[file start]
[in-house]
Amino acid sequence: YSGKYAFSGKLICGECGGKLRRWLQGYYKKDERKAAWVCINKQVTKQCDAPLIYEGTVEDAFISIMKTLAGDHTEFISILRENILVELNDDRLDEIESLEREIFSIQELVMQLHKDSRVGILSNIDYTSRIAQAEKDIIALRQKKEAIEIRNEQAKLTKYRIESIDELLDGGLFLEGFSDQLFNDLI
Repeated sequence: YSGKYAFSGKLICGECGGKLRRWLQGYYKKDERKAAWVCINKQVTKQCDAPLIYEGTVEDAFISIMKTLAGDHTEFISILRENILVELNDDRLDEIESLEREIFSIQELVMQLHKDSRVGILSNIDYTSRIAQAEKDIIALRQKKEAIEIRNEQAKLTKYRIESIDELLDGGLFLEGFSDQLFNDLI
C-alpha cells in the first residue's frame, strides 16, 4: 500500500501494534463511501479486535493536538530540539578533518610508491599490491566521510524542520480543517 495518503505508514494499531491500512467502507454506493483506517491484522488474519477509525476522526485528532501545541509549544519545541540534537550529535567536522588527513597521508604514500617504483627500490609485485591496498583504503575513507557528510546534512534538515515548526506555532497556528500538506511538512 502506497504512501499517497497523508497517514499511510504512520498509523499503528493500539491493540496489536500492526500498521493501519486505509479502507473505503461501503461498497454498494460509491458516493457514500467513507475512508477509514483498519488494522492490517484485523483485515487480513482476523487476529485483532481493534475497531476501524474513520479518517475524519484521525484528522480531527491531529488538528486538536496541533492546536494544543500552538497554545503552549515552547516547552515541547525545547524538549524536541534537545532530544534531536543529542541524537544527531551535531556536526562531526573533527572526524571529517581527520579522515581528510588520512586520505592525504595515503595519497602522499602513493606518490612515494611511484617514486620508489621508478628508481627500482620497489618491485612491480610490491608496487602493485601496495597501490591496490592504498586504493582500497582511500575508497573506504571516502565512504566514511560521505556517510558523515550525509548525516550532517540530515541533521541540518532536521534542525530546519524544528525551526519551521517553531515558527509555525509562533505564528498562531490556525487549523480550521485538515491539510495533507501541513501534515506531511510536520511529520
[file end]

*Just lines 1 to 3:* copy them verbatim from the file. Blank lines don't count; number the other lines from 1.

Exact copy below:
[in-house]
Amino acid sequence: YSGKYAFSGKLICGECGGKLRRWLQGYYKKDERKAAWVCINKQVTKQCDAPLIYEGTVEDAFISIMKTLAGDHTEFISILRENILVELNDDRLDEIESLEREIFSIQELVMQLHKDSRVGILSNIDYTSRIAQAEKDIIALRQKKEAIEIRNEQAKLTKYRIESIDELLDGGLFLEGFSDQLFNDLI
Repeated sequence: YSGKYAFSGKLICGECGGKLRRWLQGYYKKDERKAAWVCINKQVTKQCDAPLIYEGTVEDAFISIMKTLAGDHTEFISILRENILVELNDDRLDEIESLEREIFSIQELVMQLHKDSRVGILSNIDYTSRIAQAEKDIIALRQKKEAIEIRNEQAKLTKYRIESIDELLDGGLFLEGFSDQLFNDLI